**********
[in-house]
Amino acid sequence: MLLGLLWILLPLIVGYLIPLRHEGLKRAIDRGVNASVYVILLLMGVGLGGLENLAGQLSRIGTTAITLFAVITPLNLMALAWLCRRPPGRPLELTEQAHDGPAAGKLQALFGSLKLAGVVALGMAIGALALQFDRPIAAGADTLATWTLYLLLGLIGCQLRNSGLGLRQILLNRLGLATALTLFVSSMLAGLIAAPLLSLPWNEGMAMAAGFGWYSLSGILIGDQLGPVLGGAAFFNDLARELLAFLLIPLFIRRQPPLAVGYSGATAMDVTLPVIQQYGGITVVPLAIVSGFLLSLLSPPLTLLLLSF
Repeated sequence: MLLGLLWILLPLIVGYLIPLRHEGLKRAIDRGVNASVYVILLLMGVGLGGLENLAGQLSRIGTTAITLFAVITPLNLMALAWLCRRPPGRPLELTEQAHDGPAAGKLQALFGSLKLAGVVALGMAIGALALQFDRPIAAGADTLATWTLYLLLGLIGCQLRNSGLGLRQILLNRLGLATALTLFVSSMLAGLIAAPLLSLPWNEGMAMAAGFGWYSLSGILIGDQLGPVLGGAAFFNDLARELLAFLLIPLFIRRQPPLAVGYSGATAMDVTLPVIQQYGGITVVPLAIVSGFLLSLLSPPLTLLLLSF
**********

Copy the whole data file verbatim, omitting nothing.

[in-house]
Amino acid sequence: MLLGLLWILLPLIVGYLIPLRHEGLKRAIDRGVNASVYVILLLMGVGLGGLENLAGQLSRIGTTAITLFAVITPLNLMALAWLCRRPPGRPLELTEQAHDGPAAGKLQALFGSLKLAGVVALGMAIGALALQFDRPIAAGADTLATWTLYLLLGLIGCQLRNSGLGLRQILLNRLGLATALTLFVSSMLAGLIAAPLLSLPWNEGMAMAAGFGWYSLSGILIGDQLGPVLGGAAFFNDLARELLAFLLIPLFIRRQPPLAVGYSGATAMDVTLPVIQQYGGITVVPLAIVSGFLLSLLSPPLTLLLLSF
Repeated sequence: MLLGLLWILLPLIVGYLIPLRHEGLKRAIDRGVNASVYVILLLMGVGLGGLENLAGQLSRIGTTAITLFAVITPLNLMALAWLCRRPPGRPLELTEQAHDGPAAGKLQALFGSLKLAGVVALGMAIGALALQFDRPIAAGADTLATWTLYLLLGLIGCQLRNSGLGLRQILLNRLGLATALTLFVSSMLAGLIAAPLLSLPWNEGMAMAAGFGWYSLSGILIGDQLGPVLGGAAFFNDLARELLAFLLIPLFIRRQPPLAVGYSGATAMDVTLPVIQQYGGITVVPLAIVSGFLLSLLSPPLTLLLLSF